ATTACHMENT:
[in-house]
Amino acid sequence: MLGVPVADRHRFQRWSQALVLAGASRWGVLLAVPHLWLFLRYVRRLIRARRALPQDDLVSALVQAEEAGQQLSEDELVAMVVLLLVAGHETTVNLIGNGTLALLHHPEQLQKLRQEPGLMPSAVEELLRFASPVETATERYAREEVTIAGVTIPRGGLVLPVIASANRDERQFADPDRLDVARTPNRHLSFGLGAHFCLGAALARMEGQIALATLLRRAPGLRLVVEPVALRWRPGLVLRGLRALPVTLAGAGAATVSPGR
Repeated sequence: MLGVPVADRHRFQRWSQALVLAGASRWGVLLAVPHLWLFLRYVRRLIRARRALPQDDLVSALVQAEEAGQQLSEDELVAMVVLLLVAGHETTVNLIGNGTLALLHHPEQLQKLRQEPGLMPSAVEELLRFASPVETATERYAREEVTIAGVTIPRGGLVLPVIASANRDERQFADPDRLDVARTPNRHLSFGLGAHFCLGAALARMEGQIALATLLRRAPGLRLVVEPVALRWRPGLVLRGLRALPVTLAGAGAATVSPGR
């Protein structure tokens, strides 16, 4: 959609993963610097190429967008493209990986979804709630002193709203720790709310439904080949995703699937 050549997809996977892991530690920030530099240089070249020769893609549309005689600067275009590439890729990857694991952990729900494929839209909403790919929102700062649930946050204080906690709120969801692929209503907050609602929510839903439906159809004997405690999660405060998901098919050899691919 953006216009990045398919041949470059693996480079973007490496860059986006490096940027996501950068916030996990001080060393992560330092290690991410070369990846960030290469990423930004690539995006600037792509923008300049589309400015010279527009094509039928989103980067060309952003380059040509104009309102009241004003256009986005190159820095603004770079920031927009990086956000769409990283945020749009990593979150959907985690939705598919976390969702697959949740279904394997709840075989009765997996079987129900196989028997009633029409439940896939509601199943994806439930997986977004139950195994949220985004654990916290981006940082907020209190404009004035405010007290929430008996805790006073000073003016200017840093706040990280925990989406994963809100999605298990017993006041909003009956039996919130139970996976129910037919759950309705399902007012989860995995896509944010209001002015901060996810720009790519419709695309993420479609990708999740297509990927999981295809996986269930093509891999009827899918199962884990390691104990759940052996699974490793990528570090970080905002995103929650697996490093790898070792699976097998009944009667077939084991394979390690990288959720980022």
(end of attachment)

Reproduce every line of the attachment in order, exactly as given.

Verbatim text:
[in-house]
Amino acid sequence: MLGVPVADRHRFQRWSQALVLAGASRWGVLLAVPHLWLFLRYVRRLIRARRALPQDDLVSALVQAEEAGQQLSEDELVAMVVLLLVAGHETTVNLIGNGTLALLHHPEQLQKLRQEPGLMPSAVEELLRFASPVETATERYAREEVTIAGVTIPRGGLVLPVIASANRDERQFADPDRLDVARTPNRHLSFGLGAHFCLGAALARMEGQIALATLLRRAPGLRLVVEPVALRWRPGLVLRGLRALPVTLAGAGAATVSPGR
Repeated sequence: MLGVPVADRHRFQRWSQALVLAGASRWGVLLAVPHLWLFLRYVRRLIRARRALPQDDLVSALVQAEEAGQQLSEDELVAMVVLLLVAGHETTVNLIGNGTLALLHHPEQLQKLRQEPGLMPSAVEELLRFASPVETATERYAREEVTIAGVTIPRGGLVLPVIASANRDERQFADPDRLDVARTPNRHLSFGLGAHFCLGAALARMEGQIALATLLRRAPGLRLVVEPVALRWRPGLVLRGLRALPVTLAGAGAATVSPGR
């Protein structure tokens, strides 16, 4: 959609993963610097190429967008493209990986979804709630002193709203720790709310439904080949995703699937 050549997809996977892991530690920030530099240089070249020769893609549309005689600067275009590439890729990857694991952990729900494929839209909403790919929102700062649930946050204080906690709120969801692929209503907050609602929510839903439906159809004997405690999660405060998901098919050899691919 953006216009990045398919041949470059693996480079973007490496860059986006490096940027996501950068916030996990001080060393992560330092290690991410070369990846960030290469990423930004690539995006600037792509923008300049589309400015010279527009094509039928989103980067060309952003380059040509104009309102009241004003256009986005190159820095603004770079920031927009990086956000769409990283945020749009990593979150959907985690939705598919976390969702697959949740279904394997709840075989009765997996079987129900196989028997009633029409439940896939509601199943994806439930997986977004139950195994949220985004654990916290981006940082907020209190404009004035405010007290929430008996805790006073000073003016200017840093706040990280925990989406994963809100999605298990017993006041909003009956039996919130139970996976129910037919759950309705399902007012989860995995896509944010209001002015901060996810720009790519419709695309993420479609990708999740297509990927999981295809996986269930093509891999009827899918199962884990390691104990759940052996699974490793990528570090970080905002995103929650697996490093790898070792699976097998009944009667077939084991394979390690990288959720980022």